Mental Health Advisor, Former Executive Director of Mood Disorders Association of Ontario

Karen Liberman is a much sought after speaker. She tells it like it is by weaving her own lived experience of a severe and persistent mental illness, with facts, research, and insights - along with a medicinal dose of humour. Currently, Karen is travelling across North America as a workplace mental health advisor. Her presentations, workshops, seminars and keynote addresses are in demand by those organizations that are just beginning to tackle how to address the difficult issues of mental health.

Whose Story is it, Anyways?

Karen Liberman wants us all to know that it is never too late. That is why she is compelled to share her story. Although she is no stranger to the podium, she starts by telling us that tonight is special. Tonight she is with her people. As she sees it,

My story is not that much different than anyone else. It is this sameness that brings us together and that is cause for much celebration.

Like many of us, Karen grew up in an era when mental health was a topic that was simply not discussed. As a young child she had many questions about her mother.

Why did she lie in bed crying in the middle of the day? And, why was she taken away for weeks and months at a time? Is this what other mothers did?

Yet, no one said a word about it and no explanation was forthcoming.your plans and the universe

Somehow Karen understood that it wouldn’t be acceptable to seek answers. For decades she maintained her silence around this history. As far as she knew, mental illness was a sign of weakness and this was to be avoided at all costs. It would be a long time before she would meet anyone who would show her otherwise.

So, in the meantime, she promised herself that her life would be different; she was never going to be like her mother. She would see to it that she would set her goals, work hard and be in control of her future. Many of us can relate to that perspective – who hasn’t tried the mind over matter approach at least once in their life?

Karen recounts that as a young adult, her life appeared to be right on track. She seemed to have it all; a high profile career and a flourishing personal life. The outward signs were in place, a husband and beautiful home. Then why, did she feel so awful inside when she should be so happy? What she didn’t know at the time was that having a parent with a depressive illness can increase the likelihood of mental illness. When you also consider that, on average, 1 in 5 Canadians will suffer from depression at least once over their lifetime; Karen was definitely at risk to become ill. However, early intervention was not in the cards for her and the only option she knew was to do her best to soldier on.

Not everyone around her was convinced that all was OK. But when asked her reply was always, I’m Fine. This, in spite of the fact that inside herself, she felt anything but good. Those of us who have struggled with mental illness, can relate to this part of Karen’s journey. It is this sameness that teaches us the understanding and compassion for those who are not getting the help they need. It’s easy to laugh at or criticize others for their ignorance or denial, but we’ve all been there. That is why it is so urgent to lift the stigma around mental illness, so that people can get help early on – before they become even sicker.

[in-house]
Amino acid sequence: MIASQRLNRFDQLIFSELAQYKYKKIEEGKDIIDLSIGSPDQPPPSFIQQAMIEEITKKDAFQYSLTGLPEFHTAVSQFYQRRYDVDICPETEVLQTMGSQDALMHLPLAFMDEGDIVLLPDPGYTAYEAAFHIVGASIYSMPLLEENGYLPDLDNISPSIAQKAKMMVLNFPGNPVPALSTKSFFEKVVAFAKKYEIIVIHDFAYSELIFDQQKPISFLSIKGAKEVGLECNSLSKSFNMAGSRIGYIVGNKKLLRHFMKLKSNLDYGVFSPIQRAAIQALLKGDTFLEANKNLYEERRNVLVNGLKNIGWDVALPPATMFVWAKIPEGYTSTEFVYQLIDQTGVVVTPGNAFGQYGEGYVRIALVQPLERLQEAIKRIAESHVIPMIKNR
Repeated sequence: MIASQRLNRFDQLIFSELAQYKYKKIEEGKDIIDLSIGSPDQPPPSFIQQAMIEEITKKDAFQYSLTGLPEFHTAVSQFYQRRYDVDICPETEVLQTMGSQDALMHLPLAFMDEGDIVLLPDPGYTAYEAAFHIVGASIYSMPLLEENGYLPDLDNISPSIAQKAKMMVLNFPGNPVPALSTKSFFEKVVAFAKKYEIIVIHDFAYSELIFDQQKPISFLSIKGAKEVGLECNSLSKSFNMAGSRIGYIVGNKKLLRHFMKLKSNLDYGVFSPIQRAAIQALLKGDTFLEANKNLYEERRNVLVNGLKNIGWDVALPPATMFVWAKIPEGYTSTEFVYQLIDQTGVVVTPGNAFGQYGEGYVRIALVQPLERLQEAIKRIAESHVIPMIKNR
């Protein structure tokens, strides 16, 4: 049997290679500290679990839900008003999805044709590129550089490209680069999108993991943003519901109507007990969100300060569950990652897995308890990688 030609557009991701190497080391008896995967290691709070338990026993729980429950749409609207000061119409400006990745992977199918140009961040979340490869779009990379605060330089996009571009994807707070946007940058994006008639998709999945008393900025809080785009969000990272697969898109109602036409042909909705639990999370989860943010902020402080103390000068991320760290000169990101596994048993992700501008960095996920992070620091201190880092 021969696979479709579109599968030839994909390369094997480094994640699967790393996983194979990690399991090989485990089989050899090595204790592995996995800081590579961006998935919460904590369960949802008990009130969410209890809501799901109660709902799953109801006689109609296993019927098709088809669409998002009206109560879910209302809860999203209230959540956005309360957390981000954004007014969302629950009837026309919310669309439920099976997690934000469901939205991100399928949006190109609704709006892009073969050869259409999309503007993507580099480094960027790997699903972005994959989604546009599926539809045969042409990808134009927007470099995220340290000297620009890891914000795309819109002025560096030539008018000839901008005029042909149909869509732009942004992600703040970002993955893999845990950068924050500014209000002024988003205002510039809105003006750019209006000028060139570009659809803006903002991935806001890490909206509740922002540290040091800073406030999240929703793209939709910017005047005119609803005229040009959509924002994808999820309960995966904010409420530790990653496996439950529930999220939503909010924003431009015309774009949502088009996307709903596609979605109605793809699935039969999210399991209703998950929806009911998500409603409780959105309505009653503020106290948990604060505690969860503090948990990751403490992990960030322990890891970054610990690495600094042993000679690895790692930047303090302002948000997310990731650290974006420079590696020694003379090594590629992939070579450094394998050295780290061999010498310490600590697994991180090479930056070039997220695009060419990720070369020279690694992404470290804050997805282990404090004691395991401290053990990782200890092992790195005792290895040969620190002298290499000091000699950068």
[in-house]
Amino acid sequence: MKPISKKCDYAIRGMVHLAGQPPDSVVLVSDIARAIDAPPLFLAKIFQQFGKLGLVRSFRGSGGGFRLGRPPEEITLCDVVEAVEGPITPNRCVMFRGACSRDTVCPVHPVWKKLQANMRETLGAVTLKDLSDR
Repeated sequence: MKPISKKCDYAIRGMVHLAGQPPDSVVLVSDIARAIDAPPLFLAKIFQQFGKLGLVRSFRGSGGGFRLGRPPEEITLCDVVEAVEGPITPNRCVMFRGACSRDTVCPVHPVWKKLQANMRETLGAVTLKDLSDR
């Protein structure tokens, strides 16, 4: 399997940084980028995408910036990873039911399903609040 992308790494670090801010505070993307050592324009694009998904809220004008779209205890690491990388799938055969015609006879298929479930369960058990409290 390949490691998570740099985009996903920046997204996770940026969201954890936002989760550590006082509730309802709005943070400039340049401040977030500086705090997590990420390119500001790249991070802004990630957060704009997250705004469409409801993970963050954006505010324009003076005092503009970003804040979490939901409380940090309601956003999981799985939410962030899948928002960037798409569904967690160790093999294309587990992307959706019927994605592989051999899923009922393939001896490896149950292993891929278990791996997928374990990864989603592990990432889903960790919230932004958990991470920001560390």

Karen wasn’t so lucky. Try as she might, she just couldn’t sort out what was the matter until she was diagnosed with severe clinical depression. This next period of her life was marked with multiple hospitalizations and psychiatric interventions. But nothing really worked for her. Karen admits that she believed for a long time that hers was probably a hopeless case. Part of this attitude may have been because she had limited experience with peers who could serve as a role model for her recovery. At the time she did not understand how peer support could help her but now knows that could have been a really useful and valuable resource.

Looking back, Karen describes incidents about her treatments and hospitalizations with insight and a good dose of humour. For those of us with lived experience it’s easy to relate to her story. This approach is a very powerful way to show the human side of mental illness especially to those who are unfamiliar with this world. What a wonderful way to bridge the gap between fear/stigma and understanding. As Karen says, this is what a crazy person looks like. Well, after you have had a few laughs together, what’s so scary about that?

Eventually for Karen, it was a new medication that in her words, miraculously turned things around for her. She believes that the road to recovery is different for everyone. So it’s really important to keep trying different things until you find something that works. She advises that above all, do not give up. There will come a time, as Karen says, that sadness and despair have run their course and HELL NO, takes the baton. After all, if Karen could move from a place of utter hopelessness to recovery and thriving then it’s possible for anyone else to do the same. She also says that the most special part of the journey is finding the people who “get you”.


This is the gift of my life and my life’s work. You see, for me, hope, healing and recovery are not individual attainments or life states. Like the best meal or song or spectacular view, these are most profoundly felt when shared with others. (Karen Liberman, 2011)

Karen Liberman’s Gala Dinner keynote highlight at 6:00pm, Thursday, May 1, 2014. National Conference on Peer Support, 2014.